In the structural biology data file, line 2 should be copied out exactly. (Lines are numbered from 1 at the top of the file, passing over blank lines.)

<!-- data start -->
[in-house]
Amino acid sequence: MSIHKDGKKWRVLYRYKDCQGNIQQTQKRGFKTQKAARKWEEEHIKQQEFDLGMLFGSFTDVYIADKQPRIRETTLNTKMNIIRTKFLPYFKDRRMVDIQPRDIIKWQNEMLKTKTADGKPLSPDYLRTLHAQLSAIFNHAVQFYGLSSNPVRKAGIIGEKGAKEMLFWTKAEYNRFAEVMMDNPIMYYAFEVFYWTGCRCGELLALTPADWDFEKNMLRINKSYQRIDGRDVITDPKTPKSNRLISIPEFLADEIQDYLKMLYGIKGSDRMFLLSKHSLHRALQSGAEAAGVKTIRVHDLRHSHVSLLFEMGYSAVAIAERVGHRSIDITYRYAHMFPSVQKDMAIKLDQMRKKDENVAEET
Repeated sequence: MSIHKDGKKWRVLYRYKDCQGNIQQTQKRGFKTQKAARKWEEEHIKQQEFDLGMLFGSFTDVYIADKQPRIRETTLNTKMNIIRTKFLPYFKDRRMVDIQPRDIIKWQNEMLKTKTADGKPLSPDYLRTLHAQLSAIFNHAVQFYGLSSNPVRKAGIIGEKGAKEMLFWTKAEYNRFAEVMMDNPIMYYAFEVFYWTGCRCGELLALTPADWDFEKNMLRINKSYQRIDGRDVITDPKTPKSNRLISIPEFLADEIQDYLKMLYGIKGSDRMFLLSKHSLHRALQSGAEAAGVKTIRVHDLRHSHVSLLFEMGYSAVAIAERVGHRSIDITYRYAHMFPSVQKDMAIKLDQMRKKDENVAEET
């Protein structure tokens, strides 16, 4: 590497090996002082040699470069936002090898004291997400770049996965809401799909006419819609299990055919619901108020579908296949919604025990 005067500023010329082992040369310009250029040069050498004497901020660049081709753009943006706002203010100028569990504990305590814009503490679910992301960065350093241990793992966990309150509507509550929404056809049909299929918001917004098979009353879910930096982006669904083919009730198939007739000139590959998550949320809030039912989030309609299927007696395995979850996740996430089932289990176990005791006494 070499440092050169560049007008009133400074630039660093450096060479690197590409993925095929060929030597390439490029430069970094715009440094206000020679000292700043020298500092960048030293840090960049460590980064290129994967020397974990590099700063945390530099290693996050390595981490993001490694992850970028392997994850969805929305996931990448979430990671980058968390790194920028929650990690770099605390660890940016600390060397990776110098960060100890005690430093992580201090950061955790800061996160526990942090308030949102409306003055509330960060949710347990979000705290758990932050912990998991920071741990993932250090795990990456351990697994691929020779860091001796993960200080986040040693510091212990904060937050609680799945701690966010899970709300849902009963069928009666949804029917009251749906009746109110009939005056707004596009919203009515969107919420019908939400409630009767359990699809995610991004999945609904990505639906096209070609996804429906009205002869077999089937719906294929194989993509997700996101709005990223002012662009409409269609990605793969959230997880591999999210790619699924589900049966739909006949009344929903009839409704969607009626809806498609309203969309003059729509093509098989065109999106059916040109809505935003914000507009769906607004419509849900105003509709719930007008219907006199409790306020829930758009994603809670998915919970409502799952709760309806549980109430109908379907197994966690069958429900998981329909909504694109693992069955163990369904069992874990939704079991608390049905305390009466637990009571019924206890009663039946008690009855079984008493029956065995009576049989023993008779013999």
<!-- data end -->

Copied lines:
Amino acid sequence: MSIHKDGKKWRVLYRYKDCQGNIQQTQKRGFKTQKAARKWEEEHIKQQEFDLGMLFGSFTDVYIADKQPRIRETTLNTKMNIIRTKFLPYFKDRRMVDIQPRDIIKWQNEMLKTKTADGKPLSPDYLRTLHAQLSAIFNHAVQFYGLSSNPVRKAGIIGEKGAKEMLFWTKAEYNRFAEVMMDNPIMYYAFEVFYWTGCRCGELLALTPADWDFEKNMLRINKSYQRIDGRDVITDPKTPKSNRLISIPEFLADEIQDYLKMLYGIKGSDRMFLLSKHSLHRALQSGAEAAGVKTIRVHDLRHSHVSLLFEMGYSAVAIAERVGHRSIDITYRYAHMFPSVQKDMAIKLDQMRKKDENVAEET